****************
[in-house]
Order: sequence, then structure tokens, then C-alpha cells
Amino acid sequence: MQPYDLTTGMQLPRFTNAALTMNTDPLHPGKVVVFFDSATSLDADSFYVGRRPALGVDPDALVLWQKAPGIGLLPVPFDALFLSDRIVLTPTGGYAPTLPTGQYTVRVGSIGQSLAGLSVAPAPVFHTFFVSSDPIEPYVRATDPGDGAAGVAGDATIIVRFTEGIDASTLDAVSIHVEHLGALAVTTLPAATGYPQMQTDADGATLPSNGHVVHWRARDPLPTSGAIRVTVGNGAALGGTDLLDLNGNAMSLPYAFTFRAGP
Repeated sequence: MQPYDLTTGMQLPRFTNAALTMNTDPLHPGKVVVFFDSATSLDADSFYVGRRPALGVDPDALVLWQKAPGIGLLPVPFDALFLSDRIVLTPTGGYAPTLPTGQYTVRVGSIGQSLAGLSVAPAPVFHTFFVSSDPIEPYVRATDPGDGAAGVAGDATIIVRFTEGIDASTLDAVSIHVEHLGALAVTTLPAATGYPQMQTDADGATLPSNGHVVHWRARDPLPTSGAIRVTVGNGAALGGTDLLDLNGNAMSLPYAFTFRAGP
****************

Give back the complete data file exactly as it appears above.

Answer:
[in-house]
Order: sequence, then structure tokens, then C-alpha cells
Amino acid sequence: MQPYDLTTGMQLPRFTNAALTMNTDPLHPGKVVVFFDSATSLDADSFYVGRRPALGVDPDALVLWQKAPGIGLLPVPFDALFLSDRIVLTPTGGYAPTLPTGQYTVRVGSIGQSLAGLSVAPAPVFHTFFVSSDPIEPYVRATDPGDGAAGVAGDATIIVRFTEGIDASTLDAVSIHVEHLGALAVTTLPAATGYPQMQTDADGATLPSNGHVVHWRARDPLPTSGAIRVTVGNGAALGGTDLLDLNGNAMSLPYAFTFRAGP
Repeated sequence: MQPYDLTTGMQLPRFTNAALTMNTDPLHPGKVVVFFDSATSLDADSFYVGRRPALGVDPDALVLWQKAPGIGLLPVPFDALFLSDRIVLTPTGGYAPTLPTGQYTVRVGSIGQSLAGLSVAPAPVFHTFFVSSDPIEPYVRATDPGDGAAGVAGDATIIVRFTEGIDASTLDAVSIHVEHLGALAVTTLPAATGYPQMQTDADGATLPSNGHVVHWRARDPLPTSGAIRVTVGNGAALGGTDLLDLNGNAMSLPYAFTFRAGP